Birmingham Women’s and Children’s NHS Foundation Trust v JB

Judge: Hayden J

Citation: [2020] EWHC 2595 (Fam)


In Birmingham Women’s and Children’s NHS Foundation Trust v JB [2020] EWHC 2595 (Fam), Hayden J provided an important clarification regarding MacDonald J’s judgment in Barts Health NHS Trust v Raqeeb [2019] EWHC 2530 (Fam) in relation to the evaluation of a child’s best interests in the context of medical treatment.

The application was brought by the NHS Trust in relation to a 12-year old young person, J, who acquired a severe brain injury for a declaration sanctioning the withdrawal of intensive care and effectively confirming the absence of any alternative procedures that might otherwise be in his best interests.

Hayden J recognised that the case was “of almost unbearable sadness.” He had been found with a ligature around his neck on the back of his bedroom door on 28 April 2020, having only been in his room for 20 minutes. His mother administered basic life support before the paramedics arrived and he was taken to hospital.

Whilst J did not fulfil the criteria for brain stem death, he had a profoundly severe neurological injury, which manifested by unconsciousness. He required augmentation by ventilator; and whilst a tracheostomy was trialed, the conclusion was that it was not possible. When the ventilator was disconnected, his muscle spasms would impede regular breathing.

Hayden J emphasised the circumstances of a global pandemic, which intensified the human suffering and included J contracting COVID-19. The consequence of which was that only his mother could visit him for two weeks, which was heartbreaking for his father and other family members.

Hayden J was satisfied that medical treatment was providing no benefit for him, the limited and hypothetical alternatives to ventilation having been explored. The burdens of treatment included irritation, his airway was vulnerable due to loss of cough and gag reflex and he risked acquiring chest infections. He determined that the prospects for J’s life were futile: as captured in the evidence of the paediatric intensive care specialist, the professional ethical dilemma was: “I am no longer saving J’s life, I am prolonging his death.”

In the course of his judgment, Hayden J helpfully confirmed that MacDonald J in Barts Health NHS Trust v Raqeeb [2019] EWHC 2530 (Fam) “did not for a moment intend that a Trust should ever approach an evaluation of a child’s best interests, in the context of medical treatment, as secondary to the wishes or religious beliefs of the parents”, as had been suggested by commentary in the Medical Law Review. He expanded:

That would subvert the framework of the established law which preserves the interests of the child as paramount. Nor do I believe Macdonald J intended to sever medical ‘best interests’ from an overall evaluation of the child’s interests. Such an approach would be artificial. A true and meaningful assessment of a child’s best interests requires a conscientious survey of the wide canvas of his life, in which process the views of his parents concerning matters of faith, culture and more widely will be important but never a determinative factor.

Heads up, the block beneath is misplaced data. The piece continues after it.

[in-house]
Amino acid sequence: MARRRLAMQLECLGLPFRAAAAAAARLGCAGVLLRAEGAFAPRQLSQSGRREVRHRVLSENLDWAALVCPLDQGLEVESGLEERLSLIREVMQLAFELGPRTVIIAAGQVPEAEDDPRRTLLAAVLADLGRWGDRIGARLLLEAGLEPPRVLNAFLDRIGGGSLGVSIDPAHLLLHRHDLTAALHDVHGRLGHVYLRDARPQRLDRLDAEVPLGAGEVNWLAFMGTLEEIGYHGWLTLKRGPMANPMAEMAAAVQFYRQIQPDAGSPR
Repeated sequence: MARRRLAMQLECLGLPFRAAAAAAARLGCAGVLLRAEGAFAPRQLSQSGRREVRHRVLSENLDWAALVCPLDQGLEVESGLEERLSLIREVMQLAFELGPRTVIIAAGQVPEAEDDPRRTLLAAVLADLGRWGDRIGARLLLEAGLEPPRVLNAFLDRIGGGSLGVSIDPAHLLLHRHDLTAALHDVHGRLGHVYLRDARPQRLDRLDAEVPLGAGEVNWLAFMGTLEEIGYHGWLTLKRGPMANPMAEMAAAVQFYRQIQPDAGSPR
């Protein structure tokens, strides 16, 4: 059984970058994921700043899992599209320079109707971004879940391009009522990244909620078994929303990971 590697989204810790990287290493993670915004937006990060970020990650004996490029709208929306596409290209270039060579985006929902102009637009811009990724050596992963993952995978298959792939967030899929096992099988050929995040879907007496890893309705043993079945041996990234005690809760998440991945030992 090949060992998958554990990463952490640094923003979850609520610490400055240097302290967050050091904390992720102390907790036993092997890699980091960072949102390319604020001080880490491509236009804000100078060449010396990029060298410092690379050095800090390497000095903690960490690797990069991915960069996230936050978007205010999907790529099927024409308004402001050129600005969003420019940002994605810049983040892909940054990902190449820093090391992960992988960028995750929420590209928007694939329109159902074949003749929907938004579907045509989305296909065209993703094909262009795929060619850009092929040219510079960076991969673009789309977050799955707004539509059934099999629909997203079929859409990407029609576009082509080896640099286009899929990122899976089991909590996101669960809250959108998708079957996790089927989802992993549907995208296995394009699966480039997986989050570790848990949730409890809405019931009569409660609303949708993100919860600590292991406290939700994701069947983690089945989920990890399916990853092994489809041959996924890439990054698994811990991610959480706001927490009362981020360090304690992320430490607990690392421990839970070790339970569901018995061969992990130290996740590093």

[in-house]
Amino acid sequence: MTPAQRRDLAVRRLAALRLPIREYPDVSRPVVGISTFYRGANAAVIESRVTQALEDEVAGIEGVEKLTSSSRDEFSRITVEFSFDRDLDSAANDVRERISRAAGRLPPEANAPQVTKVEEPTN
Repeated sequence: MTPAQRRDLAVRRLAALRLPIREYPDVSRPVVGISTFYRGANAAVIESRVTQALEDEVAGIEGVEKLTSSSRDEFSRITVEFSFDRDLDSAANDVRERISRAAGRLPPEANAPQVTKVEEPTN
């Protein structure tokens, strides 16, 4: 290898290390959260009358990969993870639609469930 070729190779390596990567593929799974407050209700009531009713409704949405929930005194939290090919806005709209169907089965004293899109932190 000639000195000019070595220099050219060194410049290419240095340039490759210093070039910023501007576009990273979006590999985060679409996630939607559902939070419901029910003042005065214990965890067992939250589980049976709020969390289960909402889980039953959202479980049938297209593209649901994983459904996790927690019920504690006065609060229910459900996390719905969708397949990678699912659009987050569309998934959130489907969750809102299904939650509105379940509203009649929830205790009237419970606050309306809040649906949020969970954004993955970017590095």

Hayden J considered the views of J’s family who were firm followers of the Pentecostal church, however he declined to investigate what J might have wanted for himself in the circumstances in which he was in. He considered that in many cases, the views and wishes of a child aged 12 extrapolated from the facts surrounding the way he lived his life would be appropriate, but the circumstances leading up to his hospital admission left too many unanswered questions.

He was satisfied that he should grant the declaration, because prolonging his present situation risked compromising his dignity and for no identifiable benefit.


In addressing the commentary on the Raqeeb judgment, Hayden J repeated the authorities of Wyatt v Portsmouth NHS Trust [2006] 1 FLR 554 and Re J (a minor) (Wardship: Medical Treatment) [1991] Fam 33 in relation to the court’s approach in evaluating the best interests of a child. The “intellectual milestones” in carrying out that evaluation as laid out in Wyatt are worth restating:

In making that decision, the welfare of the child is paramount, and the judge must look at the question from the assumed point of view of the patient (Re J). There is a strong presumption in favour of a course of action which will prolong life, but that presumption is not irrebuttable (Re J). The term ‘best interests’ encompasses medical, emotional, and all other welfare issues (Re J). The court must conduct a balancing exercise in which all the relevant factors are weighed (Re J) and a helpful way of undertaking this exercise is to draw up a balance sheet (Re A).

Further, the global pandemic coloured the judgment in a number of different ways, which will be equally relevant to cases involving adults:

  • The opportunity afforded by “remote hearings” which has meant that judges have been able to “visit” patients to a degree not considered possible in the past.
  • The pain and suffering of J’s family had only been heightened by the pandemic and intensified the distress due to the visiting restrictions, particularly when J contracted the virus.
  • The pandemic presented a stark check on the limits to the growing therapeutic possibilities of medical science in eliminating disease and prolonging people’s life span.

[1] Note, Tor having been involved in this case, she has not contributed to the summary or comment.

CategoryBest interests - Medical treatment, Deputies - Financial and property affairs, Medical treatment - Treatment withdrawal, Best interests, Deputies, Medical treatment Date


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